This blog post shows how you can configure your Orion IP SLA Manager module to verify whether or not your Communication / Internet Service Providers (CSP/ISP) delivers what they “promised” to you.

 

If you have a formal Service Level Agreement with them, it’s likely their commitment to you is about availability of the connectivity, but also packet latency and packet loss across the site to site connection (typical commitment from CSPs), and throughput (typical commitment from ISPs) of their access.

 

Well, if you don’t have a formal agreement (SLA), I think the info below is still a very good best practice and can be used as a solid basis for informal discussions with your CSP about their quality of service, also whether you should think about buying faster throughput from them… It can also provide great data to help you improve the design of your network in general and your WAN in particular, regardless of any I/CSP relationship you may have or not.

 

So, whatever your situation and objective is, let’s look in details at these 3 metrics.

 

Committed Throughput

 

Cisco’s IP SLA does not natively give information on the throughput experienced by the operations, as they perform their packet generation tasks (therefore Solarwind’s IP SLA Manager module does not either).

 

But there is an easy way to work this around (manually) and get this precious information about the throughput that your SP connection effectively delivers.

 

In order to achieve this, just create an IP SLA “FTP” Operation that will periodically perform an FTP GET between any FTP server and an IP SLA-capable router. Orion IP SLA manager will give you a chart similar to this one, showing the time it took to perform the file transfer. Great but this is not the Throughput information you are looking for.

 

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All you have to do to get the Throughput, is apply this simple formula manually:

 

Throughput = File Size (Bytes) x 8 / Transfer time (Sec)

 

Let’s do the math on this actual example. The spike in the middle of the chart shows that for 1 hour, the transfer time of this 337KBytes file was around 4000 ms (with a spike up to 10,000 ms).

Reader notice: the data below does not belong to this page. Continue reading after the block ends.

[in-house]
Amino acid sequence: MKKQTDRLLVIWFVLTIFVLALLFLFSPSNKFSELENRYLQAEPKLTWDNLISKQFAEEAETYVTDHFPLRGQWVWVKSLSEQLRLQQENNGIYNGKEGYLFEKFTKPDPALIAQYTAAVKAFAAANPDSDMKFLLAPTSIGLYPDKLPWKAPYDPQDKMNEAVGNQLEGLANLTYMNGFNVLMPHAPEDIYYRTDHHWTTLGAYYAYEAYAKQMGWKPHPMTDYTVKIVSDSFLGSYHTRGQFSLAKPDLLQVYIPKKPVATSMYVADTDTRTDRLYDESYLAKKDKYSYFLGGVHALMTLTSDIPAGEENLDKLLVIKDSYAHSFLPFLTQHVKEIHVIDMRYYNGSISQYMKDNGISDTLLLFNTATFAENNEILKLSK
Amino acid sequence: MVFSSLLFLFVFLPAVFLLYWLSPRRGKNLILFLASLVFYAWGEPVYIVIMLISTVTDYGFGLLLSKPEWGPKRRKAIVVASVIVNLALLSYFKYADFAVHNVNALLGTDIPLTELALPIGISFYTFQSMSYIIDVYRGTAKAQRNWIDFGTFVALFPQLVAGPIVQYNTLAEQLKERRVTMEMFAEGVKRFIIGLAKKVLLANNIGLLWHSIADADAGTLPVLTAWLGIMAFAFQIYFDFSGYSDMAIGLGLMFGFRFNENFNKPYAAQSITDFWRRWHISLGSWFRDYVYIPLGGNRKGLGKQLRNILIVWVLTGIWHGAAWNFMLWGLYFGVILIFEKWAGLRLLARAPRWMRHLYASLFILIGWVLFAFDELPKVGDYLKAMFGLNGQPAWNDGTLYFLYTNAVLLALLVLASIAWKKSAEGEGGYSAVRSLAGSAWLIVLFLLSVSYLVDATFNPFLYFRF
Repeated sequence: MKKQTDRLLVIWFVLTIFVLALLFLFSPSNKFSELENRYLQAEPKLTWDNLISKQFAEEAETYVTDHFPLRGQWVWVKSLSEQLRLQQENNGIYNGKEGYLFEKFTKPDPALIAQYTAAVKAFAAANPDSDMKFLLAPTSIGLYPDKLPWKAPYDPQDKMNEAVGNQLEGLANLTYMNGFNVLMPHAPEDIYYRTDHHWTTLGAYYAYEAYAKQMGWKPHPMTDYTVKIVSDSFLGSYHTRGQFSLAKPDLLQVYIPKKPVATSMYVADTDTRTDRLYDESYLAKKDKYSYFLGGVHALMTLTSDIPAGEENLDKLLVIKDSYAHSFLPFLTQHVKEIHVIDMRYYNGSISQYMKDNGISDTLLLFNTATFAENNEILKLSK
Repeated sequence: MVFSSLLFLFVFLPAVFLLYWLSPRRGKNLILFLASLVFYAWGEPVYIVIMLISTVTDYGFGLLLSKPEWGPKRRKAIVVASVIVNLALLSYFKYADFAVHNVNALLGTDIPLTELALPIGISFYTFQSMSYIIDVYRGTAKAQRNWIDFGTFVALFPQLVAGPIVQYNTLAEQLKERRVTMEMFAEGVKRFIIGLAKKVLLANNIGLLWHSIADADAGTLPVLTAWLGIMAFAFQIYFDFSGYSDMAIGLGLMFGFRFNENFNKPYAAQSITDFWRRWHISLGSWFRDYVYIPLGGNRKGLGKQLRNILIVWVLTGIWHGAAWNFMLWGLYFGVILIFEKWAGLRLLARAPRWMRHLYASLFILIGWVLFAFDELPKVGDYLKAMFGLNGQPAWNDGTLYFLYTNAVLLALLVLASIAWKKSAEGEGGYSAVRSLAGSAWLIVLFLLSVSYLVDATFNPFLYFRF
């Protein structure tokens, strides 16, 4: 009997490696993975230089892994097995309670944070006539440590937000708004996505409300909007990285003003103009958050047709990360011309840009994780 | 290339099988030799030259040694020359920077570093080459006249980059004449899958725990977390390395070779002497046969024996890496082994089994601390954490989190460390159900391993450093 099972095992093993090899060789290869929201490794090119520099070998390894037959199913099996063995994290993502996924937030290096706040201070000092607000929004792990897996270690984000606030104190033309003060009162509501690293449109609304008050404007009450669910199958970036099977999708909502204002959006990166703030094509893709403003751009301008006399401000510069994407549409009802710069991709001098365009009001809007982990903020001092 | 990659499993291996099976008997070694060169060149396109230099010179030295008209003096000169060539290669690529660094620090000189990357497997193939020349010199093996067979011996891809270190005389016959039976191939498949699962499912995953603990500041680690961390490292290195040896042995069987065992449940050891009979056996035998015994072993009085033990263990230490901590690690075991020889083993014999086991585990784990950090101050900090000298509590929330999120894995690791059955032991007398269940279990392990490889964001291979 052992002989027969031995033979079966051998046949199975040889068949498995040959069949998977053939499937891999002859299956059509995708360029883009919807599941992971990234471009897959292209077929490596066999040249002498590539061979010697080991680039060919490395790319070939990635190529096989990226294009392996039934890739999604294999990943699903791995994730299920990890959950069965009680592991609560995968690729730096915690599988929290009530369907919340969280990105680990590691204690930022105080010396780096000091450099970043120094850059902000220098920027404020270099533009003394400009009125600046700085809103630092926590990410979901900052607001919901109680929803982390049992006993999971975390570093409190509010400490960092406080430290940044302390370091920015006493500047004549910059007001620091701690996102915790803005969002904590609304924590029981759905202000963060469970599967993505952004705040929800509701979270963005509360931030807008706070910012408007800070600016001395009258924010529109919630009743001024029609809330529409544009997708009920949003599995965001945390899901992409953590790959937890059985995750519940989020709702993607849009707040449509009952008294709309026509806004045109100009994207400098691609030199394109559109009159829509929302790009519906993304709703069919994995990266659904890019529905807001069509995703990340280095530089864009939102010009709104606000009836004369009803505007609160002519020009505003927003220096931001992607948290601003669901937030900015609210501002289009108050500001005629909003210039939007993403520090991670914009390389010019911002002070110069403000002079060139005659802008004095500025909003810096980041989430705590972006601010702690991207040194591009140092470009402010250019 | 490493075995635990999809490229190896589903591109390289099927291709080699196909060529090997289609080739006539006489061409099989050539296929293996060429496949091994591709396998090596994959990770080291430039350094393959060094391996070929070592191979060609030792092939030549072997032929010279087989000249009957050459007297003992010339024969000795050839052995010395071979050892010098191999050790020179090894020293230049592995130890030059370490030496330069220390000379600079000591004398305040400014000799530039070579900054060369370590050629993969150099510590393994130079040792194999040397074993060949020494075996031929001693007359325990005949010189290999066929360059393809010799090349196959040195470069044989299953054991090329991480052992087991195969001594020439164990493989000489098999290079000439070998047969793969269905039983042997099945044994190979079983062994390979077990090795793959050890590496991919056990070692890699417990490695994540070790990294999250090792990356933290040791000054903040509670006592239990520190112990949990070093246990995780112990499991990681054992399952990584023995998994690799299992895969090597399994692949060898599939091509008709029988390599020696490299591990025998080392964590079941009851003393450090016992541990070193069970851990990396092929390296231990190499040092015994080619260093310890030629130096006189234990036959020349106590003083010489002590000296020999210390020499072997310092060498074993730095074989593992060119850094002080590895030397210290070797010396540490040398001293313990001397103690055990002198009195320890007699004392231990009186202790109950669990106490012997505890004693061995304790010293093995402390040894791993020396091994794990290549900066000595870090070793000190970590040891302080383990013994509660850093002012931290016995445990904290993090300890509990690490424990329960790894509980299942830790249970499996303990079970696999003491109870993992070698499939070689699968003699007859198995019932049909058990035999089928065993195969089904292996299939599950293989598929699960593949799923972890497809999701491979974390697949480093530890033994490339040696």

Throughput = 337,000 x 8 / 4 = 674,000 bps = 674Kbps… for a connection sold as a 1Mbps…

 

For 1 hour, I did not get my share! And look at 8am when the business day starts…

 

If this happened too frequently, I would certainly pick-up the phone and call my I/CSP…Especially if I hear my users complaining about slow response time at the same time…

 

Of course, you don’t want to blame your I/CSP too rapidly and you should make sure that you select a Router which is as close as possible to the connection to your SP. And chose an FTP server which is as fast and consistent as possible (hopefully dedicated to this task), to eliminate any component that would be responsible for this and not be under your I/CSP’s responsibility.

 

To achieve this, you can either deploy an FTP server dedicated to this, or ask your SP whether they can provide one in their domain, or pick one like I did (Cisco page) and hit it from several locations:

 
      
  • If all locations experience the same spike simultaneously, the problem is likely in the FTP server. Ignore this.
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  • If only one location experiences the spike, the problem is likely in your SP’s access.
 

Here is how, in a few snapshots, you can create this FTP operation with IP SLA Manager:

 
      
  • IP SLA Manager / IP SLA Manager Settings / Add New Operation / Create New Operation / Check FTP operation type: